The current understanding is that the respiratory cycle uses blood to transport two gases – oxygen and carbon dioxide. Red blood cells pick up freshly inhaled oxygen from the lungs and carry it to cells in the tissues of the body; and then they bring back carbon dioxide as a waste product to be exhaled from the lungs.
However their study has proven that without the presence of Nitric Oxide it doesn’t matter how high the oxygen level is, the cells cannot accept the oxygen without it. The researchers show how nitric oxide controls the blood flow in small blood vessels inside tissue in a process known as “blood flow auto regulation.” It is the Nitric Oxide that controls the release of oxygen from red blood cells into the tissues that need it. Haemaglobin in the Red Blood Cells needs to be also carrying Nitric Oxide to enable blood vessels to open and to supply the oxygen it is carrying to the tissues.
Prof Stamler says “Within the tissues, the tiny vessels and the red blood cells together make up the critical entity controlling blood flow. Red blood cell dysfunction is likely a hidden contributor to diseases of the heart, lung and blood such as heart attack, heart failure, stroke and ischemic injury to kidneys.”
If you suffer from a condition where there is a lack of oxygen uptake to your cells, it may not be the answer just to increase the oxygen supply, but to also look at whether your Red Blood Cells are functioning correctly and if there is an adequate Nitric Oxide supply. Then if necessary treat the Red Blood Cell problem in conjunction with oxygen therapy.
The study also has implications for blood transfusions. Recent evidence shows that blood transfusions lacking nitric oxide have been linked to higher risk of heart attacks, disease and death. It’s not enough to just increase oxygen content of the blood via a blood transfusion. If the Nitric Oxide mechanism is failing then the oxygen will not be able to make it to its destination. Blood in blood banks are known to be deficient in Nitric Oxide and transfusing this blood may actually make things worse by plugging up blood vessels in tissues and to solve this the nation’s blood should be replenished with Nitric Oxide.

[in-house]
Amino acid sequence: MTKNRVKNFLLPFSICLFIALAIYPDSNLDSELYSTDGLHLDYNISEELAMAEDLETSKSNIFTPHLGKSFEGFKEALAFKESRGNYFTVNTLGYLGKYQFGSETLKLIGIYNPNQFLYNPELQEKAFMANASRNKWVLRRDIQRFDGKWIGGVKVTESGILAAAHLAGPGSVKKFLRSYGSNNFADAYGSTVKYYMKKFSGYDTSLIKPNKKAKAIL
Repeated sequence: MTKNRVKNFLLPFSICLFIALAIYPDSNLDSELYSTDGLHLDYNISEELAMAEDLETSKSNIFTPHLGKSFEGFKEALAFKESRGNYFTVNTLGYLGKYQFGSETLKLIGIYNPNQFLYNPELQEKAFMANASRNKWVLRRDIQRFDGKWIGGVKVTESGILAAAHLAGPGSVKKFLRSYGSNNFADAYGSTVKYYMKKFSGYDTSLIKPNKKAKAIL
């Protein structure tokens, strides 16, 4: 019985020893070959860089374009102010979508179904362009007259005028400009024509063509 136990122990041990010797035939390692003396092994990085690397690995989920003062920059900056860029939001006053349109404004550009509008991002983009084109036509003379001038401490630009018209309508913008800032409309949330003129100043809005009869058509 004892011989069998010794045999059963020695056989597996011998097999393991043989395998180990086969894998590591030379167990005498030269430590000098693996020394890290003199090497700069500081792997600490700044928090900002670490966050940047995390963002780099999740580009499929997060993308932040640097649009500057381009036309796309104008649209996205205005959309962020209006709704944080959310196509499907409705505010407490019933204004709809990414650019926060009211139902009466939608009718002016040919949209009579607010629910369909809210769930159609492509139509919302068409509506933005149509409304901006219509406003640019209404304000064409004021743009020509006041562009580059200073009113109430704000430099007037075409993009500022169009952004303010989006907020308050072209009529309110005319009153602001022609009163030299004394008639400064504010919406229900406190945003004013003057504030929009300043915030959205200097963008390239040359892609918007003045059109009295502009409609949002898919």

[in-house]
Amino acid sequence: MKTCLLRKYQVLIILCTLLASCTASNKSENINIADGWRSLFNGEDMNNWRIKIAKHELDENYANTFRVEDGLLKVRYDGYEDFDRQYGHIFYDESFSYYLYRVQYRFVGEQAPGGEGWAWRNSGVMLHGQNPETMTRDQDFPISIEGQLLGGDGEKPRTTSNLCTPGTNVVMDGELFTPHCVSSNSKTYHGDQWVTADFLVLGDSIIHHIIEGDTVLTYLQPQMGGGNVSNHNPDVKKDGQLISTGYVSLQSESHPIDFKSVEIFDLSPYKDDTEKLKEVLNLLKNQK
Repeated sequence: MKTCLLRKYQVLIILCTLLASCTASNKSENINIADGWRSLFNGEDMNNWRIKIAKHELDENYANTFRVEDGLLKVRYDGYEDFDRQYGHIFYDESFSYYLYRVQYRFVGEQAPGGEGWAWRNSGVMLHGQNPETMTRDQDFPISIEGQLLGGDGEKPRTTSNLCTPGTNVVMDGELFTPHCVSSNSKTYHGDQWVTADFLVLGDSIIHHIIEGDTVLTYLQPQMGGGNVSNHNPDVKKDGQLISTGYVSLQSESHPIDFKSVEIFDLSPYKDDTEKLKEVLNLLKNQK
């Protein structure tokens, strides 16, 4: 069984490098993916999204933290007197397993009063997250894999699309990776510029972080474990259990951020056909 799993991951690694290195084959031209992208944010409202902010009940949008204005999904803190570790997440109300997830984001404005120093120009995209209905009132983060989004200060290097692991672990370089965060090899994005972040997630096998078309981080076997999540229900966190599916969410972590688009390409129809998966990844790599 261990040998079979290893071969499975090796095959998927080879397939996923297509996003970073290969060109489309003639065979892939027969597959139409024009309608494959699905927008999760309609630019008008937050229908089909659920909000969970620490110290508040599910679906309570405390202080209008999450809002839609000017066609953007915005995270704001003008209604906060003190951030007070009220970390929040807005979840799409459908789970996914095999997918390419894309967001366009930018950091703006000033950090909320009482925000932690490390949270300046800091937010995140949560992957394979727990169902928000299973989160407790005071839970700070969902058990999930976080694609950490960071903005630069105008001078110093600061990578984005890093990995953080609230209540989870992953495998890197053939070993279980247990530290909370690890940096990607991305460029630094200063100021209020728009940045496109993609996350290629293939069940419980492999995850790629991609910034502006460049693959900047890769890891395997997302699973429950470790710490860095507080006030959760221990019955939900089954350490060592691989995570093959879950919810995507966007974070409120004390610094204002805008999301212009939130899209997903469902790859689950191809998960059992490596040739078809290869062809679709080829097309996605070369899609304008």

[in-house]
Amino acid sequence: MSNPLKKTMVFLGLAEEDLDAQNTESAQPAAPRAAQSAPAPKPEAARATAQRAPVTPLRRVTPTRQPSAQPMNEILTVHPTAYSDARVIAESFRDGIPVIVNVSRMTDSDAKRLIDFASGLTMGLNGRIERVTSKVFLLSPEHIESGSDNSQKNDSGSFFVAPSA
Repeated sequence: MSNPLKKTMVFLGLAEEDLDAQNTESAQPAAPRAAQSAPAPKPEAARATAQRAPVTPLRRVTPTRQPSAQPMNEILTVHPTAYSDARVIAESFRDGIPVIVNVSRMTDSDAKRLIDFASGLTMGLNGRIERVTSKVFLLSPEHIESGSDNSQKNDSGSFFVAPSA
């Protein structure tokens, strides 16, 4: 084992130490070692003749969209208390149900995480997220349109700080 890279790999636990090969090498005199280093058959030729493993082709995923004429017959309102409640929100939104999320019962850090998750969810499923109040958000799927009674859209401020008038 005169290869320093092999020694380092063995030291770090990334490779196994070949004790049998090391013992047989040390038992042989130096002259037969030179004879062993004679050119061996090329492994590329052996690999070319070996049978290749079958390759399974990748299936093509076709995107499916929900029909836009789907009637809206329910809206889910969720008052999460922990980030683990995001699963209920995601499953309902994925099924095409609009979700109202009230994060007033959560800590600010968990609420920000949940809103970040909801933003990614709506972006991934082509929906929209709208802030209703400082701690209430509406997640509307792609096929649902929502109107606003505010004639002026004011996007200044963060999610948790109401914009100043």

It may be the case that many sufferers on oxygen therapy in the future could be helped and treated even more by investigating their Nitric Oxide levels, as there could be additional failings in their respiratory system that could be investigated and more successfully treated.
References: www.medicalnewstoday.com and www.sciencedaily.com
Oxygen concentrators work on the principle of ‘rapid pressure swing adsorption’ which is where the Nitrogen is removed from the air using zeolite minerals which adsorb the Nitrogen, leaving the other gases to pass through and leaving oxygen as the primary gas. Once the oxygen is collected the pressure then drops which allows Nitrogen to desorb and be expelled back into the air.
An oxygen concentrator has an air compressor, two cylinders filled with zeolite pellets, a pressure equalizing reservoir and valves and tubes. During the first half-cycle the first cylinder receives air from the compressor, which lasts about 3 seconds. During that time the pressure in the first cylinder rises from atmospheric to a few times normal atmospheric pressure (about 20 psi) and the zeolite becomes saturated with nitrogen. As the first cylinder reaches near pure oxygen (there are small amounts of argon, CO2, water vapour, radon and other minor atmospheric components) a valve opens and the oxygen enriched gas flows to the pressure equalizing reservoir, which connects to the patient’s oxygen hose. At the end of the first half of the cycle, the air from the compressor is directed to the 2nd cylinder. Pressure in the first cylinder drops as the enriched oxygen moves into the reservoir, allowing the nitrogen to be desorbed back into gas. Part way through the second half of the cycle there is another valve position change to vent the gas in the first cylinder back into the ambient atmosphere, keeping the concentration of oxygen in the pressure equalizing reservoir from falling below about 90%. The pressure in the hose delivering oxygen from the equalizing reservoir is kept steady by a pressure reducing valve. Portable oxygen concentrators
These have been around for decades, but older models were bulky, unreliable, and were not allowed on airplanes. Since 2000, manufacturers have improved their reliability and size and they now produce 1-6 lpm of oxygen. The portable concentrators plug directly into a regular house outlet for charging at home or hotel, but they came with a power adapter that can usually be plugged into a vehicle DC adapter. They are able to operate from the battery power as well for either ambulatory use, or away from a power source, or on an airplane.